To be naked in the open air on a warm spring morning, with nothing but the birds and the bees for company, is one of the more pleasant things, known to man. It seems as if we were all meant to be together, without all the fuss and stresses of modern civilisation. With ground noise at a bare minimum one can really appreciate the natural sounds that Mother Nature makes, between 4 and 5.30am. Of course it’s not so pleasant if you’re in a tent, nursing a hangover from the night before, but if you’re clear headed you can hear the dawn chorus, as it breaks, in all its glory and really appreciate, all that goes on at that time in the morning. At Greenglades, in common with many woodland areas there is a wealth of noise and a good variety of birds and other animals that also visit regularly, throughout the day.
One is normally awoken by the Rooks and Wood Pigeons tap dancing on top of the chalet, then comes the singing or squawking, depending how you class this early morning noise. Next to appear are the grey squirrels, as the swing merrily on the “Weaver Log Bird Feeder” which are, in all honesty, supposed to be squirrel proof but for a time the birds miss out as the squirrels have breakfast. After this the Pied Wagtails, Great tits and chaffinches take turns feeding on the fat balls, before these are replaced by feeding Starlings and Goldfinches. The Pied Wagtail is easily spotted, as its name suggests, by its constantly wagging black and white tail.
The male can sometimes appear to be pure black, and the female usually has a dark grey back. Usually to be seen in small groups, but they can sometimes gather in large flocks, and will roost commonly in reeds and orchards. As for the Great Tit, it is large for a tit at 12.5–14.0 cm (4.9–5.5 in) in length, and has a distinctive appearance that makes it easy to recognise. It has a bluish-black crown, black neck, throat, bib and head, and white cheeks and ear coverts. The breast is bright lemon-yellow and there is a broad black mid-line stripe running from the bib to vent. There is a dull white spot on the neck turning to greenish yellow on the upper nape.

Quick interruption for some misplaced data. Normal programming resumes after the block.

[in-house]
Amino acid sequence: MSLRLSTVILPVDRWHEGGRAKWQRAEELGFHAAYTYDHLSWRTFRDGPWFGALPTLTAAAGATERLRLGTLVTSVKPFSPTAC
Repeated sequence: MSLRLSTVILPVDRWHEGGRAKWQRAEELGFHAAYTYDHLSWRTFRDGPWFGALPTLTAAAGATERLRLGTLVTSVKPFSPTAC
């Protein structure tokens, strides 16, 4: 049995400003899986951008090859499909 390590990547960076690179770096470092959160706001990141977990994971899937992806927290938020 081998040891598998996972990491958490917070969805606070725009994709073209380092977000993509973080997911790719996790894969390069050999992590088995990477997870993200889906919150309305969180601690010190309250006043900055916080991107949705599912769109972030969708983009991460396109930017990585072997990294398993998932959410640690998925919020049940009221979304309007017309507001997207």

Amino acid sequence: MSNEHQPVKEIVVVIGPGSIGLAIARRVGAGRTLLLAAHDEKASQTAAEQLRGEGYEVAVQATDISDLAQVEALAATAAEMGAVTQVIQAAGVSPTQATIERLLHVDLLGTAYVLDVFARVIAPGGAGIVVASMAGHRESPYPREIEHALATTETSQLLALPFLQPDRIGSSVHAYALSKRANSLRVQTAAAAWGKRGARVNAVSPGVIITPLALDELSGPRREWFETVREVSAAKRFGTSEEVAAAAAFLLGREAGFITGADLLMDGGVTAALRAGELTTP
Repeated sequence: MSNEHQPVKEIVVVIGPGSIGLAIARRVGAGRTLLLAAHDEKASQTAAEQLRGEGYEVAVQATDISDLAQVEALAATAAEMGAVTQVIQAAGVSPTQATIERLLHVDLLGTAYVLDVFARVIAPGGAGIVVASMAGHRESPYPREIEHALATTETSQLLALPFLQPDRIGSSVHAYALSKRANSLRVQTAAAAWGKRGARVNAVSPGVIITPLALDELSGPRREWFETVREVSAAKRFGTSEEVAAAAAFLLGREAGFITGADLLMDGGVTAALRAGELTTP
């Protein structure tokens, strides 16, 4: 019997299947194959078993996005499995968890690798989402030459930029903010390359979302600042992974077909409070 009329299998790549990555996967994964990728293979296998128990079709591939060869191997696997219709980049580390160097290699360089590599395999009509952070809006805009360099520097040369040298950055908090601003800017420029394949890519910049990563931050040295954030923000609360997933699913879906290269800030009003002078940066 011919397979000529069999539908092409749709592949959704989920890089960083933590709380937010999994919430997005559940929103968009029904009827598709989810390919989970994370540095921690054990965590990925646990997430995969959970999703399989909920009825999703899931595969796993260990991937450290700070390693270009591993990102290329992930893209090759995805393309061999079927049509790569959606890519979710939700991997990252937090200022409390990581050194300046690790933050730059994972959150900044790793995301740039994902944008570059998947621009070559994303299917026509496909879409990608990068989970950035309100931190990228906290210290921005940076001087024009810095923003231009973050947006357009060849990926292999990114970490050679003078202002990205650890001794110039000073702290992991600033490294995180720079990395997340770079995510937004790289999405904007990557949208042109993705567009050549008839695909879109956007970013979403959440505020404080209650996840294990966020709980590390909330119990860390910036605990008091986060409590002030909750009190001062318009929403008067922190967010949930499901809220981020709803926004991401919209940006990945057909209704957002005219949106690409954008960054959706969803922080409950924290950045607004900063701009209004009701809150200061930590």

The rest of the nape and back are green tinged with olive. The wing-coverts are green, the rest of the wing is bluish-grey with a white-wing-bar. The tail is bluish grey with white outer tips. The plumage of the female is similar to that of the male except that the colours are overall duller; the bib is less intensely black, as is the line running down the belly, which is also narrower and sometimes broken. Young birds are like the female, except that they have dull olive-brown napes and necks, greyish rumps, and greyer tails, with less defined white tips.
The chaffinch is the UK’s second commonest breeding bird, and is arguably the most colourful of the UK’s finches. Its patterned plumage helps it to blend in when feeding on the ground and it becomes most obvious when it flies, revealing a flash of white on the wings and white outer tail feathers. It does not feed openly on bird feeders – it prefers to hop about under the bird table or under the hedge. You’ll usually hear chaffinches before you see them, with their loud song and varied calls. The Rook is about the same size as the Carrion Crow but is more untidy in its appearance.
The plumage is all black with a reddish or purplish gloss but around the base of its beak – nostrils and chin – is bare skin. The untidy appearance arises from the slightly peaked head and the thigh feathers, which look like baggy trousers. The bill and legs are black. The Rook’s bill is longer and more pointed than that of the Carrion Crow. Just to add to the confusion, juvenile Rooks do not have the bare skin around the base of the bill and so look very much like a Carrion Crow, but purplish gloss to plumage and baggy trousers remain diagnostic.
Watching from inside the Green house, which acts as an excellent hide, we observe everything going on out on the lawns and in the trees. There are moorhens pecking at the turf, our friend the Rook reappears forever circling, he then almost nervously walks around before flying off with some pieces of bread, discarded from the day before. Occasionally on the earlier days of spring, we spot our favourite ‘the robin’ flying from tree to tree. This is not the only time the animals come out to play, as in the dusk of evening; we often spot a rabbit or two and maybe a hare as well. Other species are more elusive to spot, with the naked eye but you can always hear owls, foxes and even woodpeckers in the trees or around the surrounding countryside.